Tag Archives: Morality Play

16.45: World and Character Part 2: Moral Frame

Your Hosts: Dan Wells, Fonda Lee, Mary Robinette Kowal, and Howard Tayler

Let’s follow up on character biases with an exploration of moral frame. When we say someone is “morally gray” or “morally ambiguous,” what we’re really talking about is the way they fit into the moral frame defined by society. In this episode we talk about that frame, and how we can apply it, through our characters, to our worldbuilding.

Credits: This episode was recorded by Marshall Carr, Jr., and mastered by Alex Jackson


Come up with a list of 4-6 “morally gray” characters from your favorite stories. Attempt to identify whether they are acting in opposition to, or in accordance with, their society/group’s moral frame.

The Traitor Baru Cormorant, by Seth Dickinson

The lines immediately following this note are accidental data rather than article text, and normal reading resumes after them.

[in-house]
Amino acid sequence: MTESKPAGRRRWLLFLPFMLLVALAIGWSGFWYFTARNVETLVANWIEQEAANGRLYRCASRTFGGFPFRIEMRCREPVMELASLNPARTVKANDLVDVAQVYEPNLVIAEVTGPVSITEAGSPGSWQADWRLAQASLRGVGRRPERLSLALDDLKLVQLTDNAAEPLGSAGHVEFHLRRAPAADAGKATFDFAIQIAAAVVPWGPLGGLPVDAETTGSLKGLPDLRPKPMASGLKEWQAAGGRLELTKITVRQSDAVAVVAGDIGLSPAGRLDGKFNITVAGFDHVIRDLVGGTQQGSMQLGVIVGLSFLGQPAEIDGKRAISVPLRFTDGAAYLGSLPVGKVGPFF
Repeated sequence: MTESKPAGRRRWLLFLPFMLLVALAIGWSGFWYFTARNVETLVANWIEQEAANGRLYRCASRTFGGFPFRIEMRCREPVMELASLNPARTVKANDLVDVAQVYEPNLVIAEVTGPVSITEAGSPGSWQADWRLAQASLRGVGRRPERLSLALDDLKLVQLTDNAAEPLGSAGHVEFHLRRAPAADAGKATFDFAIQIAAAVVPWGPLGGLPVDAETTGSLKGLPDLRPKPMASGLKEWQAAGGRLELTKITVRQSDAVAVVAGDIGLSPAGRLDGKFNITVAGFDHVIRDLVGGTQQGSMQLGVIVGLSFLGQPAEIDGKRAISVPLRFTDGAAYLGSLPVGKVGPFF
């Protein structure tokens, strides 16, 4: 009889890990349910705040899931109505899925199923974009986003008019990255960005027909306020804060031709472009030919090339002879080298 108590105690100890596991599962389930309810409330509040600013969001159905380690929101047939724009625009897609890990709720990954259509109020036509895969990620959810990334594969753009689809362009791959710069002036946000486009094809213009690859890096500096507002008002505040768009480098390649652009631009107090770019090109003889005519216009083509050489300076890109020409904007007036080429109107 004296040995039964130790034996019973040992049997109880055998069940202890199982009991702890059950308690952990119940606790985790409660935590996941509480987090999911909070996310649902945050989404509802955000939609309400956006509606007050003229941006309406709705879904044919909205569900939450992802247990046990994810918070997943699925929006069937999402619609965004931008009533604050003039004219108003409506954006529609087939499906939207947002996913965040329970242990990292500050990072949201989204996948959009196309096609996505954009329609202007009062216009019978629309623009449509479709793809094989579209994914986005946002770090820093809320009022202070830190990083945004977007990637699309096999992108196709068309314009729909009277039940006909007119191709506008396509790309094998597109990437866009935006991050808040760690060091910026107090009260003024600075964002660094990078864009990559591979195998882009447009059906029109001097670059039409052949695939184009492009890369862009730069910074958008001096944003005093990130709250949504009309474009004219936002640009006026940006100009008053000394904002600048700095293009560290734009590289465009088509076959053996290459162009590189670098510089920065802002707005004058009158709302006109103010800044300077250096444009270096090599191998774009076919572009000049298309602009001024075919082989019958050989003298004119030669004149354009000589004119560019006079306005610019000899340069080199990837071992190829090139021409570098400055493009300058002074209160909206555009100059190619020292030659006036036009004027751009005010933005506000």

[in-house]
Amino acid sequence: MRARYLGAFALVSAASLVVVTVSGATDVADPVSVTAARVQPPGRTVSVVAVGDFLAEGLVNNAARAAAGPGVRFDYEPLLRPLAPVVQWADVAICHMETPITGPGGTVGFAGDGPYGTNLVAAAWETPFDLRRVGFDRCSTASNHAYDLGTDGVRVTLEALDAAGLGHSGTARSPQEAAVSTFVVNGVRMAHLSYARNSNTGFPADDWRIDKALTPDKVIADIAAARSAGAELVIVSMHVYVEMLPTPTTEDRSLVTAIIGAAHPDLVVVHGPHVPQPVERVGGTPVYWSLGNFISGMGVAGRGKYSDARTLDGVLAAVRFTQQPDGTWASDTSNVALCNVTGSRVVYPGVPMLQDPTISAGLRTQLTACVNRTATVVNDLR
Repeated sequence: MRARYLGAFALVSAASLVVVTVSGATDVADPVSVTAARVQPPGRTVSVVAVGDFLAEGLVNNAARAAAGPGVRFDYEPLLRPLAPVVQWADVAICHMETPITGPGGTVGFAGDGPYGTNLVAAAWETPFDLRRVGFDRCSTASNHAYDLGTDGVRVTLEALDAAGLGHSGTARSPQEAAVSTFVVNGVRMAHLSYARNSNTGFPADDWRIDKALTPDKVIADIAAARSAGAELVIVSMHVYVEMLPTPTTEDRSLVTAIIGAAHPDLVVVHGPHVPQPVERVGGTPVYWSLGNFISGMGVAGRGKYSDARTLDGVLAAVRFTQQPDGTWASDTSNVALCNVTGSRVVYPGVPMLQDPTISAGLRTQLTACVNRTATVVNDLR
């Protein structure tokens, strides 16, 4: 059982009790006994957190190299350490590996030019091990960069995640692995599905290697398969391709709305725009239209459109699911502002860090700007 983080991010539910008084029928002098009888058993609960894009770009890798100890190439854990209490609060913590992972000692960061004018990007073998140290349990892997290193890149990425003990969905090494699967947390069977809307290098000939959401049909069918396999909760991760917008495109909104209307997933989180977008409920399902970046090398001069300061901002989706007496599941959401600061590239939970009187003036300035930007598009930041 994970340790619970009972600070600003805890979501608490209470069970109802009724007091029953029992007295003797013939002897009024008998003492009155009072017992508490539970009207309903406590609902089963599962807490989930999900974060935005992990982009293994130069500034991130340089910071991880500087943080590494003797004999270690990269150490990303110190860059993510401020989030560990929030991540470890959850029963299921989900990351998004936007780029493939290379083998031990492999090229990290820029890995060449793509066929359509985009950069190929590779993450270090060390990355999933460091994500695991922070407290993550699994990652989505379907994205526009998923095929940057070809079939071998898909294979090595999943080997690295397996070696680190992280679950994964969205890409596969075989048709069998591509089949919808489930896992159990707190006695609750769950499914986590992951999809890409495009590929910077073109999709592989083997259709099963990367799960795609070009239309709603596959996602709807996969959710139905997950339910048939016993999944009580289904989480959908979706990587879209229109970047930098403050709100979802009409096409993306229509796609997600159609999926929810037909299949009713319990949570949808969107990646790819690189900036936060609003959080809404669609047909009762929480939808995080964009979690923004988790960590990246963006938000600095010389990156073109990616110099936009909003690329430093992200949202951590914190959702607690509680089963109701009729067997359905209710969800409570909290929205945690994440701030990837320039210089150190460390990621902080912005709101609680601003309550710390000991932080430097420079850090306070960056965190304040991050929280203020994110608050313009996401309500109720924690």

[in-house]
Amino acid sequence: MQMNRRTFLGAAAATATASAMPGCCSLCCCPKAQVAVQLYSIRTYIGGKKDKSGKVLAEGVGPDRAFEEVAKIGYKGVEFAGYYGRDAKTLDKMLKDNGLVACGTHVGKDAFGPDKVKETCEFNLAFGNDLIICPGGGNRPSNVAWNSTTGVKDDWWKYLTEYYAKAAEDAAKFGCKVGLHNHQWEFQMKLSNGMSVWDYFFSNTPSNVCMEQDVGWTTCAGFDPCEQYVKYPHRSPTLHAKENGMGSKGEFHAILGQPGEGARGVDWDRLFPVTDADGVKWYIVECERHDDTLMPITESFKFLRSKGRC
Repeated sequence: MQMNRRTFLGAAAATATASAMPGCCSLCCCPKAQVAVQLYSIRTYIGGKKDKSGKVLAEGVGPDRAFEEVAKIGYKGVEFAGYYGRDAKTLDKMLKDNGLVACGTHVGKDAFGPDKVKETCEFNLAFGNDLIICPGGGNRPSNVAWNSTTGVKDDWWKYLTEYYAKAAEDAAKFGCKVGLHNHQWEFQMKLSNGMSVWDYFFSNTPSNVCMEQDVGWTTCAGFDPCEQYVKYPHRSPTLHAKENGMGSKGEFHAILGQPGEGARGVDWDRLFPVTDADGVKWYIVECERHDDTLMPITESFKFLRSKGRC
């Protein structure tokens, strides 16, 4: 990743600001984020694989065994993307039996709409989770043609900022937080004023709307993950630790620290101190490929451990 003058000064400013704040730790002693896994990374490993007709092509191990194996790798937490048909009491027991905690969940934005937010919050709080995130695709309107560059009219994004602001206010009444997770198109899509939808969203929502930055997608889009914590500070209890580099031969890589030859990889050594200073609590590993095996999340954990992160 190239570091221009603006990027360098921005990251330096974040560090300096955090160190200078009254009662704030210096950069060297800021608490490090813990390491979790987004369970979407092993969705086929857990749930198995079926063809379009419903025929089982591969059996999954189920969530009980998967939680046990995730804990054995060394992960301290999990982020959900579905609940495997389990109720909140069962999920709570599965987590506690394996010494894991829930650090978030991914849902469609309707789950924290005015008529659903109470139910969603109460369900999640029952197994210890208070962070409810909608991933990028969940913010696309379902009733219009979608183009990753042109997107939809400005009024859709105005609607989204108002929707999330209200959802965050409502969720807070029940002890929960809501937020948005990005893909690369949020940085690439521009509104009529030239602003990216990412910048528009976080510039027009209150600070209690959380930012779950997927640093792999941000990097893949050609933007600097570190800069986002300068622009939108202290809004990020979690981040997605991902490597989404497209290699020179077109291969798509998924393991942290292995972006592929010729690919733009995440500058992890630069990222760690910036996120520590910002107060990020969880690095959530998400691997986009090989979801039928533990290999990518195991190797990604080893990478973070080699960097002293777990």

Writing Excuses 7.1 When Good Characters Go Bad

Welcome to Writing Excuses Season 7!

Let’s start with a trip to the dark side! How do you take a good character and make them evil? And why would you want to do this? Brandon, Dan, Mary, and Howard answer that second question first, and then walk you through the process of doing this. We cover establishing the character, venturing onto a slippery slope, and connecting these and other elements to important pieces of the story.

We talk about the types of “evil” a character can fall into, using character examples like Oedipus, Othello, Boromir, and Doctor Horrible, and how you might incorporate tragic flaws into their downward-trending paths. Finally, we offer examples where we’ve seen it done poorly. Hello, Anakin!


Come up with a list of three things that are important to your main character. Push one of those things out of alignment so that it will draw your character to the antagonist’s side.

Hard Magic, by Larry Correia, narrated by Bronson Pinchot

Writing Excuses Season 3 Episode 31: Tragedy

Tragedy. It’s just TRAGIC. Tragedy is also one of the classical forms that writers need to know how to work within. Why? Well… because the Greeks thought we should be forced to have strong emotional responses to literature.

Writing Prompt: Write a delightful story about happy, cheerful anthropomorphic creatures who all die horribly.

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